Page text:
"When you're a franchisor you have to make a decision where do you want to deploy and direct your resources. Is it to spend an inordinate amount of time on your own company operations or do you want to give that support and resources to the very people that invested money," Mangiamele says. "I owe it to them to deploy my resources to a greater extent to their success."
Restaurant companies from
Applebee's and others have been selling off and closing corporate-owned units in order to devote resources to the likes of marketing and technology, and have
. The strategy, known as re-franchising, is not new in the restaurant industry but has picked up in recent years as a by-product of the recession.
Franchising is a good plan for growth because it frees up capital and franchisees have skin in the game, "which makes them really want to work hard to achieve success," says Steve Caldeira, CEO of the International Franchise Association.
"The smart franchisors really work hard to engage their franchisees
in marketing programs, product and menu innovation, best practices around operations, customer service, those kinds of things," Caldeira says. "It's really all about clarity and transparency and when you foster open dialogue and communicate, you build the trust of franchisees."
The $82 billion chain restaurant market struggled throughout the recession since it is highly dependent on consumer spending habits. IBISWorld pegs the five-year growth rate of the industry through 2013 at a muted average annual rate of 2%. Though the industry is forecast to grow 5.5% in 2013, chain restaurants in the U.S. remain challenged.
"During 2013, competition within this industry and from other food services industries will remain brutal, putting further pressure on profit margins," according to a May report by IBISWorld. "In any subdued economy, all industry segments are affected; however, mid-price restaurants are affected more, with competition increasing from the lower and upper industry segments, since the latter segment has the leeway to reduce menu prices dramatically."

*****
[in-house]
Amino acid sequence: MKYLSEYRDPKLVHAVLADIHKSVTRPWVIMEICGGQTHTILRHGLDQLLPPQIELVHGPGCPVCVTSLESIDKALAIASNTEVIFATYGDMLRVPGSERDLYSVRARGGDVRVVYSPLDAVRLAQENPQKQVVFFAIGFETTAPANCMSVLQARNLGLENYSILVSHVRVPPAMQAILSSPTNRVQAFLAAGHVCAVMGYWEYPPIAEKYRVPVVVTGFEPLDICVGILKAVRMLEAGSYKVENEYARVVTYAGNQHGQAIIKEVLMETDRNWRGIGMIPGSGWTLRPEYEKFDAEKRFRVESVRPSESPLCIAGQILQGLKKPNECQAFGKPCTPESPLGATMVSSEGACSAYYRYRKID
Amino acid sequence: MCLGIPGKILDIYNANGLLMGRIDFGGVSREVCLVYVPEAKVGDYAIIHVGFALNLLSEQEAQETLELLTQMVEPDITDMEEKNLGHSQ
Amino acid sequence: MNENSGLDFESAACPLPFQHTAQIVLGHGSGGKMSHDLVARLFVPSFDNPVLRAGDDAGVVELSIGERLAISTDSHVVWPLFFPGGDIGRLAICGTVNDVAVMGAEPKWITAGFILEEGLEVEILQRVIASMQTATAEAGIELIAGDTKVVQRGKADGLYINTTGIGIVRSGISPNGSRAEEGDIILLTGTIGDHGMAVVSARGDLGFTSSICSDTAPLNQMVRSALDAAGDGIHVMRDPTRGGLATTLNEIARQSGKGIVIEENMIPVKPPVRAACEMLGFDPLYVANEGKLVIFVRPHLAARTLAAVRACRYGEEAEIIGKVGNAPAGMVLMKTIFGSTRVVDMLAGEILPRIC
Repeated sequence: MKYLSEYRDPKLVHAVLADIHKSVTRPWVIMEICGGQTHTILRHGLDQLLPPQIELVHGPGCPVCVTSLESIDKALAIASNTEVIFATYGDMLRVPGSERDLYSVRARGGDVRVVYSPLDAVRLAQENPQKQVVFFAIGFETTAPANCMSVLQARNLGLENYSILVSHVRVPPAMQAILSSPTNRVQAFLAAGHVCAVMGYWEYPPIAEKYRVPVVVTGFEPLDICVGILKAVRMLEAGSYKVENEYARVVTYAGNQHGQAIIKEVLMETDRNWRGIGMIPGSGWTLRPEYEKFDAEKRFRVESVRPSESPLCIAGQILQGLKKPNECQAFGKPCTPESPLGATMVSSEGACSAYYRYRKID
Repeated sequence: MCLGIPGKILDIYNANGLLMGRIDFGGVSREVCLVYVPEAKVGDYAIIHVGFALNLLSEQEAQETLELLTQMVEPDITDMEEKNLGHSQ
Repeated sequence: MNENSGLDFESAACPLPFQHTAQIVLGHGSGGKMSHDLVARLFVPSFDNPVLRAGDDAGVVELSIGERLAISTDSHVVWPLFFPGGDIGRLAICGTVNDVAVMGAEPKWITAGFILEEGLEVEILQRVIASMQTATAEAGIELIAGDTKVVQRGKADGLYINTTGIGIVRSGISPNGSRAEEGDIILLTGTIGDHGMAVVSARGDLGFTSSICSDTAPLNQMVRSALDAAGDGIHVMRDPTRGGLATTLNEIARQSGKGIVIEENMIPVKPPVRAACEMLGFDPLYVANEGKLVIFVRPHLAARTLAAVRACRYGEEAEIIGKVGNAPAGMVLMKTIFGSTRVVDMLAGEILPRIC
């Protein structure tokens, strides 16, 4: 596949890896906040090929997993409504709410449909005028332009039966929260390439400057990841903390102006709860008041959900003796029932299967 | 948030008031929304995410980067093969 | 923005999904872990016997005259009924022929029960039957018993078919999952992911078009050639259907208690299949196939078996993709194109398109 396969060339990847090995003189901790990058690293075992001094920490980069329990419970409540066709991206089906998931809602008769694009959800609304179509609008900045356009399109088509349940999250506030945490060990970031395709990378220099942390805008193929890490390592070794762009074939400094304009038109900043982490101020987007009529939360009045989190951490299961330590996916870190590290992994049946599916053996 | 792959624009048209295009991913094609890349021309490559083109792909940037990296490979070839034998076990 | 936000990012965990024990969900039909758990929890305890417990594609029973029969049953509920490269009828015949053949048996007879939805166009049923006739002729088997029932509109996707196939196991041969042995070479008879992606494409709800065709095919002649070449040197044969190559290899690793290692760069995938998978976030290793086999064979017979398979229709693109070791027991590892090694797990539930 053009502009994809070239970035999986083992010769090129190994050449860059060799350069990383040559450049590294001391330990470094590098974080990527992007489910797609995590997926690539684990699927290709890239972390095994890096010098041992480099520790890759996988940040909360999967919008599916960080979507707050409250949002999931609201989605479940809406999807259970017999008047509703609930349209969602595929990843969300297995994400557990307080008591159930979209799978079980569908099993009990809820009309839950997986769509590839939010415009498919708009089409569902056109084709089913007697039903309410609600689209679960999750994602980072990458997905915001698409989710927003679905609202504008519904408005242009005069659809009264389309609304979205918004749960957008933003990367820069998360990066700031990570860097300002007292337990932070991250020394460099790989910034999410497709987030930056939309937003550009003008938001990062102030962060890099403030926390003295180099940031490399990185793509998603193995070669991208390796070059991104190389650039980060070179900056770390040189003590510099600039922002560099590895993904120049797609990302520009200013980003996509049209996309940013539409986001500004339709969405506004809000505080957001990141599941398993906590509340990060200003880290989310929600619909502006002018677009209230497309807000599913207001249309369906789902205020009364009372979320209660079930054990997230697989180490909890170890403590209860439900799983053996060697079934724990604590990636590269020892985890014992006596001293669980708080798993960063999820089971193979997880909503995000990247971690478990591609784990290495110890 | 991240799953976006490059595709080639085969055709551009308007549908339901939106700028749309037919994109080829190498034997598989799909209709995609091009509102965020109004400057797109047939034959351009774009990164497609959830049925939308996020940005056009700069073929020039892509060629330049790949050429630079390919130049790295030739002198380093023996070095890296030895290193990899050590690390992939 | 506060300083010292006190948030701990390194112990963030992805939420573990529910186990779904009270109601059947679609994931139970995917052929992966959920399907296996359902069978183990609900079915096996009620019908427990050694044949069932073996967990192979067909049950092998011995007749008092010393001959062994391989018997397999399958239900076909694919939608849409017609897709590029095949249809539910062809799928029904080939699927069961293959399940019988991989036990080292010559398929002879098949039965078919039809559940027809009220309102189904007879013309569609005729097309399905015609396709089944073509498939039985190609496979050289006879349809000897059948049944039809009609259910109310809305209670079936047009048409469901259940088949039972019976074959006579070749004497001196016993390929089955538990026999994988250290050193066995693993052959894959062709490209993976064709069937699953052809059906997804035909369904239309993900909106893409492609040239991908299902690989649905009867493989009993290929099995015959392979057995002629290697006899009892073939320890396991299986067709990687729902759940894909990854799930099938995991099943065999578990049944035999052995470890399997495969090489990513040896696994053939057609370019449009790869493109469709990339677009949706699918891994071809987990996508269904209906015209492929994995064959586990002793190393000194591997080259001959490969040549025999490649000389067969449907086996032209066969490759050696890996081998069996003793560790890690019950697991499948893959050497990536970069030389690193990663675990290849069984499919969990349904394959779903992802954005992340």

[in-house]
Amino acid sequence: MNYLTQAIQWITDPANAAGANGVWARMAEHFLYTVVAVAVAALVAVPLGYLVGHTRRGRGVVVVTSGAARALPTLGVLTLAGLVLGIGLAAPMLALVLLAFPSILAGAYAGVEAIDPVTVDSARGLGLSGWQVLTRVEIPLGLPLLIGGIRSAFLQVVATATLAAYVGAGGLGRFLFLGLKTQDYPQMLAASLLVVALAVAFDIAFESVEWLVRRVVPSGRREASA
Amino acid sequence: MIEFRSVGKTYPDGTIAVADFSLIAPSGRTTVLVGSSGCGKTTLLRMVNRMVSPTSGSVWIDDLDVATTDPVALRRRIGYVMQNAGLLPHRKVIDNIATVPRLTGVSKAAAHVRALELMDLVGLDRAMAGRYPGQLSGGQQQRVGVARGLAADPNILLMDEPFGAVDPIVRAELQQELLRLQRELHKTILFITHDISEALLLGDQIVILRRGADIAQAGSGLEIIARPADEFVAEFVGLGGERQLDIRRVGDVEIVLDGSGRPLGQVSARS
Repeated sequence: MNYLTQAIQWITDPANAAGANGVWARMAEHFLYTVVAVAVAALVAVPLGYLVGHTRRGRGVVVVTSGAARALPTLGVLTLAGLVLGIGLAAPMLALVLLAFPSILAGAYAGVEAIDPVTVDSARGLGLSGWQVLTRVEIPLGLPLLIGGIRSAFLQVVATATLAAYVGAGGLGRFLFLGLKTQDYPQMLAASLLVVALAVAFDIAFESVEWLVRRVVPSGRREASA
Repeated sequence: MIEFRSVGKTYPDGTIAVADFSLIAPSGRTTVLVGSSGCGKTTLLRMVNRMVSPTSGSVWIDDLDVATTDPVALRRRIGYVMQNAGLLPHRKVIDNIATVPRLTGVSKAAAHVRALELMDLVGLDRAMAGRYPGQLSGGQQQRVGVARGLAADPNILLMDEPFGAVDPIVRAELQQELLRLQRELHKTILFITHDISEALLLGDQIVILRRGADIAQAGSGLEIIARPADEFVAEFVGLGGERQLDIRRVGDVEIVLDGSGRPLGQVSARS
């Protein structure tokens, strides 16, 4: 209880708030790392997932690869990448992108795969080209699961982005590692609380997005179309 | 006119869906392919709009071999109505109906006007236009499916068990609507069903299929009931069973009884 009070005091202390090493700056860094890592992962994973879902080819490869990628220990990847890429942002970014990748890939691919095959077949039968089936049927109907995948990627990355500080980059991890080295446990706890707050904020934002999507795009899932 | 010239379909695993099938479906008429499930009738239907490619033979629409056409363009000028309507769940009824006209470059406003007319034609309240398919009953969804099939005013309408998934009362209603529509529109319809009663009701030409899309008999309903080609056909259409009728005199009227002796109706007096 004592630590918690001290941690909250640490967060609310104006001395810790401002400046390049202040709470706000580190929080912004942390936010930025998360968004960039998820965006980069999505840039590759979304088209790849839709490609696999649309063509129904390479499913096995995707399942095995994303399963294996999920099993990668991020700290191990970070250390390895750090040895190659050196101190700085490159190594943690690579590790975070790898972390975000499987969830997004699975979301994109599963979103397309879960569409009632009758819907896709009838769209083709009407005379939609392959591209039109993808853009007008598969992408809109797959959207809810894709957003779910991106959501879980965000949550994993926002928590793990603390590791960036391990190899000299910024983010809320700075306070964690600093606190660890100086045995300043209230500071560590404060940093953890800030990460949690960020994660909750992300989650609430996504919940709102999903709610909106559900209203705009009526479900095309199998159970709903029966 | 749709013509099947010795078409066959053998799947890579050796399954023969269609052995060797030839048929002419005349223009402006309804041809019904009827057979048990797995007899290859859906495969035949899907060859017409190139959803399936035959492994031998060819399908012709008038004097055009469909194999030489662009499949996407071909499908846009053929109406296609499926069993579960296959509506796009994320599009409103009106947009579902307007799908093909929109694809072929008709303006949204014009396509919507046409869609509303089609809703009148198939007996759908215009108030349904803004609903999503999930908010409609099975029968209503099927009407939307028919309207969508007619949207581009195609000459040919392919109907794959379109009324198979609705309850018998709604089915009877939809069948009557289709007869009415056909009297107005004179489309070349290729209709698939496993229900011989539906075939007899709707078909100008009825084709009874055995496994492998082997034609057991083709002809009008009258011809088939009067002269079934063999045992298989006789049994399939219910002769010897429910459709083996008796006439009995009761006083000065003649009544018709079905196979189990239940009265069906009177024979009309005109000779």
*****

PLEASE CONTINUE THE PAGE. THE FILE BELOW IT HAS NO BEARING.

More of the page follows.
Longer term, changing consumer preferences towards lower price and healthier options is also forcing chains to re-evaluate their offerings as profit and sales decline. Industry analysts also say the U.S. restaurant market is maturing, causing restaurant behemoths like
, parent company of Red Lobster and Olive Garden, among others, and
, the parent company of Outback Steakhouse and others, to compete with each other, likely on price, "rather than trying to win a larger share of a growing market, as they had in years past," the IBISWorld report says.
Full-service restaurants in general are also getting a healthy dose of competition from the more hip fast-casual market which includes names like
and newly public
Noodles & Co.
So will franchisees get on board with Bennigan's new strategy?
The new design isn't cheap. Remodels could cost around $300,000 while building an entirely new store could be upwards of $800,000.
"In a lot of systems, franchisees welcome rebranding because it drives bottom line numbers. Other times they'll resist it because they don't think the cost will generate enough payback," says franchise lawyer Peter Silverman of Shumaker, Loop & Kendrick in Toledo, Ohio.
Silverman represented a handful of Bennigan's franchisees at the time of bankruptcy, who filed a lawsuit against the parent company seeking damages. The suit was ultimately settled.
The company says that a handful of existing restaurants have gone through the remodel, with the expectation that all will have switched over in a few years.
"Paul is clearly a very passionate smart and energetic leader that seems to be doing a good job of taking investors, prospective and existing franchisees and staff with him as he tries to reinvigorate an iconic brand," IFA's Caldeira says. "I think only time will tell what the results those efforts will bring."
-- Written by Laurie Kulikowski in New York.